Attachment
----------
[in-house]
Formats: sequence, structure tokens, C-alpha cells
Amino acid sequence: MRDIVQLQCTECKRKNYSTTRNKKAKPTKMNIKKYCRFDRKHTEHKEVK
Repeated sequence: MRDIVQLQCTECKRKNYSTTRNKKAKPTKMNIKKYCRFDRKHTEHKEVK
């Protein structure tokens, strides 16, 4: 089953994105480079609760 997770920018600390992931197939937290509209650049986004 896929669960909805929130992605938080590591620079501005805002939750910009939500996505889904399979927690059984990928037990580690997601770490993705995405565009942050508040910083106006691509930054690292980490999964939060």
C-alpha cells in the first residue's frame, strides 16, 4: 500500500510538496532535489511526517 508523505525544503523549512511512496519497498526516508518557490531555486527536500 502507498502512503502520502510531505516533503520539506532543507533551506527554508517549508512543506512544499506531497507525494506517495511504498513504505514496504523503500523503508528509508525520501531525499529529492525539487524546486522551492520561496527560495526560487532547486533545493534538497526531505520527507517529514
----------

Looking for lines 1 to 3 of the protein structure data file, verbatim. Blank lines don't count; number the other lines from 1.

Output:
[in-house]
Formats: sequence, structure tokens, C-alpha cells
Amino acid sequence: MRDIVQLQCTECKRKNYSTTRNKKAKPTKMNIKKYCRFDRKHTEHKEVK